by Liz Rector
My odd quirk in playing with change brings me back to the past.
|When I get nervous or upset or simply need a distraction, I reach for the change in my pocket. I splay the metal discs in my palm and look at the years. This time I pulled out a quarter. It’s year was 1994. I always ask myself where I was that year, whatever year is on the coin, and if I wasn’t alive yet, I thumb through my mind to search for what was going on in history at the time.
1994. I was in Kindergarten. Living in Pittsburgh. We had moved there the year prior and happened to experience “the blizzard of the century.” I don’t remember that. I do remember taking giant steps to hoist my small body up the black block stairs of the bus. I remember going to daycare for the second half of the day because I only had half days as a kindergartener in Ms. Medellin’s class. Before I started school, my mom took me to meet with the principal. He asked me if I knew how to spell the word principal and I did...I spelled it and I was proud. He said, “that’s right...and there’s a p-a-l at the end because I’m your pal.” The year prior to that I read a book for the first time, it was Dr. Seuss’ “Fox in Socks,” the first book I ever read. It took me an hour to read and once I finished reading it to my Mom, I cascaded down the stairs to read it to my Dad.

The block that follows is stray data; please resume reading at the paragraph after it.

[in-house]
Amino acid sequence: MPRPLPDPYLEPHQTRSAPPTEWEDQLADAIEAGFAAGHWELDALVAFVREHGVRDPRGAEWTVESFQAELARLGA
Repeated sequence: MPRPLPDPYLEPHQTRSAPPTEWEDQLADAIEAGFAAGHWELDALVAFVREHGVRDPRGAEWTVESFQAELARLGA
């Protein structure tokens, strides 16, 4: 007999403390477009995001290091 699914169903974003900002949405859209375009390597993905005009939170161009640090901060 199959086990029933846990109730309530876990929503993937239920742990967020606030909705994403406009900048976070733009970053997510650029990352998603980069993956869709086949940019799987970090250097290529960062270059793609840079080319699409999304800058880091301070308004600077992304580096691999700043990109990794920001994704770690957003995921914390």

After school, at daycare they showed us The Goonies and Jurassic Park, I was five, I had nightmares for moths. I remember the girls who were older than me flipping through the radio station to find the same song over and over again and it drove me nuts. I remember the indignation I felt, as a kid barely older than me chastised me for my lack of coloring within the lines. I remember our forced nap times and the sheer jubilation I experienced when one day my Dad picked me up early..the white door of the Toyota closing so that I could be whisked away to something “funner.”
The quarter is scratched and dirty. It reeks of metal and feels like a thousand stranger’s hands. Underneath the eagle’s right wing, there’s a darkness that almost looks like a stain. I can’t help but wonder where this quarter was when I was five and it was spit-shine bright, newly minted, untarnished, yet to be mishandled. It’s been marred and so have I. But we both still have our worth.